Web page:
We are so damn smug and self centered. We are sure that we are God or no-god’s chosen bunch. Each ethnic group tends to feel this way — at least the ones I have experience with. We middle class types put real estate values above almost everything for god’s sake but do we do it because we can’t help it? Maybe, yet we must help.

Last Sunday Reverend Cindy challenged the congregation at First Parish Church to do something about racial inequity in Westford. Blacks earn 40% less than whites she said and there are only 62 whites in Westford. She asked two questions: “How can that be?” and “What are you going to do about it?”

Her suggestion was to give away 10% of our earnings. That might work — certainly if everyone did it it would help even things our.

But it got me thinking (thanks Cindy!) What is really wrong? I think it has to do with were we find ourselves today and our inability to reinvent ourselves. That’s what we need to do — reinvent ourselves – each and everyone of us.

Traditions are good unless they aren’t. We should question our traditional values all the time. Like Emerson taught. Face life each day and question our motives and what we feel we must do. Reinvent ourselves as often as possible.

I think this is what Henry Ford meant when he said “History is bunk!” Yeah, we need to learn from history but as soon as we feel it dictates our actions and thoughts we need to forget it and move on.

Just like Bob Dylan did/does.


Gandhi

(Photo of Gandhi statue in New York’s Union Square)

Faith is defined in many ways but Gandhi put it this way:

“Faith is putting your foot on the first rung of a ladder when you don’t know where it leads.”

I think belief requires more evidence. It requires knowledge, whereas faith results from the sum of many things — emotion, experience, gut feel, desire, hope — adding up to a decision to put your foot on that rung of that particular ladder.

Belief is somewhere between knowledge and faith. Yet Abdul Baha (son of Baha’ullah, founder of the Baha’i faith) said that

“Faith is conscious knowledge.”

Knowledge to belief to Faith? Does it work that way? Or must faith be a leap?

I think we require all three to live a happy, useful life. Some people focus on one or another. Intellectuals want knowledge so they can formulate beliefs. Religious people tend to have faith — sometimes for reasons they can’t articulate. Many of us have weakly defined beliefs that may inform decisions such as who to vote for but often beliefs, by themselves don’t result in action.

If you believe in God do you act as if you had faith in God? Do you really trust in God? You know God — the creator of heaven and earth who we can’t see, never meet and who seems indifferent to human suffering. Or do you define God differently? Do you have knowledge of God if you believe in God? If so how have you achieved this?

(To help answer this question, I recommend Tolstoy’s book “The Kingdom of God is Within You.” It will test your understanding of belief and faith in God.)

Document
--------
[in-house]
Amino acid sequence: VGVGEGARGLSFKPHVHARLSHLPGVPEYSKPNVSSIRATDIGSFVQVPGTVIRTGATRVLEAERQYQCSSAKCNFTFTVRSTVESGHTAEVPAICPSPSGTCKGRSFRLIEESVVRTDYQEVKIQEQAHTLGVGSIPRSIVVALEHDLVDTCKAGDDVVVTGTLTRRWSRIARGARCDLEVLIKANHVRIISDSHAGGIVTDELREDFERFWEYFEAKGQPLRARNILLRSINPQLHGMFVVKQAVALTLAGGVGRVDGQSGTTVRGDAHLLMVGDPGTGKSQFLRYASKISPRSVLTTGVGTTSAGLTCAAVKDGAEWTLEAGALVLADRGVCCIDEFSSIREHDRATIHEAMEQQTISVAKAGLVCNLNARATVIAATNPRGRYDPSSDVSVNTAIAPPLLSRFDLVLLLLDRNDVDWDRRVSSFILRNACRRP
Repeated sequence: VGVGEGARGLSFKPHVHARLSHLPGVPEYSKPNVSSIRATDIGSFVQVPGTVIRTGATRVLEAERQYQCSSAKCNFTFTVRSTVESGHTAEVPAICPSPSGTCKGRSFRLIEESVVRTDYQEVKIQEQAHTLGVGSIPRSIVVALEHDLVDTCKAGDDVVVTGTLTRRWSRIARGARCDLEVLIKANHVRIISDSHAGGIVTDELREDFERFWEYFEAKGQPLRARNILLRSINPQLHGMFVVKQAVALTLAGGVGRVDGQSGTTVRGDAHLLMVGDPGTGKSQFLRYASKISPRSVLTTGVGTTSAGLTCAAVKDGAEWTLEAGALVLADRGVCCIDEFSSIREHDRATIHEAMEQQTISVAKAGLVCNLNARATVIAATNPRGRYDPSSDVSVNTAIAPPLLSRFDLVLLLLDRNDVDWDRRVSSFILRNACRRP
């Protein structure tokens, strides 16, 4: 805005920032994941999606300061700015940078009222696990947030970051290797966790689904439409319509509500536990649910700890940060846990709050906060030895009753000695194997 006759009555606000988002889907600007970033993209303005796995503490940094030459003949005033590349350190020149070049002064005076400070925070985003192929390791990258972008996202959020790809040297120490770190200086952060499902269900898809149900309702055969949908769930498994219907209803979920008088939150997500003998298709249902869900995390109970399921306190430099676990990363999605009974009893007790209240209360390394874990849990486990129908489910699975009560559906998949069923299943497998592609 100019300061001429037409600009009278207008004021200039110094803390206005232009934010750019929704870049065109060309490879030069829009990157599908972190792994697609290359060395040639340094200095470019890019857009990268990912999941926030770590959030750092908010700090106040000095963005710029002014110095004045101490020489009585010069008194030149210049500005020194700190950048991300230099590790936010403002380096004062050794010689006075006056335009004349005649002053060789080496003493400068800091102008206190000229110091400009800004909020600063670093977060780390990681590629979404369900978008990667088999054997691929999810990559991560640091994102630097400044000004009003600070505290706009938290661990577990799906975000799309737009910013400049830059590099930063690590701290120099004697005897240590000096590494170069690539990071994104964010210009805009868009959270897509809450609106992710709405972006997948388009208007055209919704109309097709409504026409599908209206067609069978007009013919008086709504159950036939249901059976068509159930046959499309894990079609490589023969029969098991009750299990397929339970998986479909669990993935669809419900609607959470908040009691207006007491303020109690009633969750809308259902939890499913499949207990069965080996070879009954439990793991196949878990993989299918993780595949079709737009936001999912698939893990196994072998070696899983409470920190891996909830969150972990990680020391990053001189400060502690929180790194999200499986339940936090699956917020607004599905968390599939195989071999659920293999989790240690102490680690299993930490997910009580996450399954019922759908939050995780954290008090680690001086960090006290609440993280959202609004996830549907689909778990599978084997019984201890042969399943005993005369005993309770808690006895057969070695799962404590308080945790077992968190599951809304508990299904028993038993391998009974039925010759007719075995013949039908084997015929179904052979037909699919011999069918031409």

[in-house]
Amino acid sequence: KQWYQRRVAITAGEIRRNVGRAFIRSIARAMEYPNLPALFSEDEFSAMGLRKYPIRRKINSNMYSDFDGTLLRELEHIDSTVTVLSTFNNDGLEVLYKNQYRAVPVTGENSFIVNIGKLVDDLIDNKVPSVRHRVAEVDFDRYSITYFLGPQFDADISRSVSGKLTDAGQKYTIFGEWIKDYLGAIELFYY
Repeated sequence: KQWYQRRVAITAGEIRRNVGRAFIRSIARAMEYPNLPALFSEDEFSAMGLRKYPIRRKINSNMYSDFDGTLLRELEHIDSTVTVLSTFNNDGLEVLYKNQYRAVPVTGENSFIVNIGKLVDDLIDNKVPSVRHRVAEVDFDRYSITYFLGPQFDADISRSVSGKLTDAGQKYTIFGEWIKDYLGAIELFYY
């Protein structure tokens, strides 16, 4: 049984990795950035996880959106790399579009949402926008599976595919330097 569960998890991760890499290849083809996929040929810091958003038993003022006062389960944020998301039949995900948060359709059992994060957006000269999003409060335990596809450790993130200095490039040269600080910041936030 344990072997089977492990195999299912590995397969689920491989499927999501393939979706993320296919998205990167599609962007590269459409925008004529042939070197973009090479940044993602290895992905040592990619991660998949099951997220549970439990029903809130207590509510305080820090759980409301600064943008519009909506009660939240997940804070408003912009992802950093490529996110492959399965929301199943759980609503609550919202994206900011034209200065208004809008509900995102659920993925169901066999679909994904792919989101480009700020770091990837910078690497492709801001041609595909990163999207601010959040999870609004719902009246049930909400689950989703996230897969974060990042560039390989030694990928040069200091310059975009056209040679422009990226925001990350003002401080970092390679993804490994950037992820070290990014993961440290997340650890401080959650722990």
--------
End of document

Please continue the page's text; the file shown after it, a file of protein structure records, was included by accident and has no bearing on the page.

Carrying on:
The longer I live the more I have faith in people. Emerson wrote that God was an Over-Soul — near as I can tell this is a collective made up of the souls of all people. To me this is another way of saying that man created God, but not as a fiction.

I am starting to believe this but don’t yet have faith in it because I don’t have enough knowledge.

Know what I mean?


Sink

This is what a Buddhist monk said to a student when asked “What is the meaning of life?”

This simplifies my life. I think of this wisdom every day and always promptly do the dishes.


Mushroom Village

In his famous essay “Nature” Emerson says that

“Every natural fact is a symbol of some spiritual fact. Every appearance in nature corresponds to some state of the mind, and that state of the mind can only be described by presenting that natural appearance as its picture.”

I love the essay but tend to reduce it or over think it at times.

The essay continues in the same paragraph saying:

“Every appearance in nature corresponds to some state of the mind, and that state of the mind can only be described by presenting that natural appearance as its picture. An enraged man is a lion, a cunning man is a fox, a firm man is a rock, a learned man is a torch. A lamb is innocence; a snake is subtle spite; flowers express to us the delicate affections. Light and darkness are our familiar expression for knowledge and ignorance; and heat for love. Visible distance behind and before us, is respectively our image of memory and hope.”

So I wonder what the meaning of mushrooms is.

Maybe they represent people of all shapes and sizes in the world. Some are delightful, others poison. They grow every where or so it seems and are very adaptable.

What do you think mushrooms ‘mean?’ Is Emerson to be taken literally? Or are mushrooms too insignificant to have any meaning?

Here are some to look at while you think:

Mushroom Couple

Tree Sroom

The photo below has two bonuses from the animal kingdom. They might have a clue re: mushroom and their meaning…..

Trio with Toad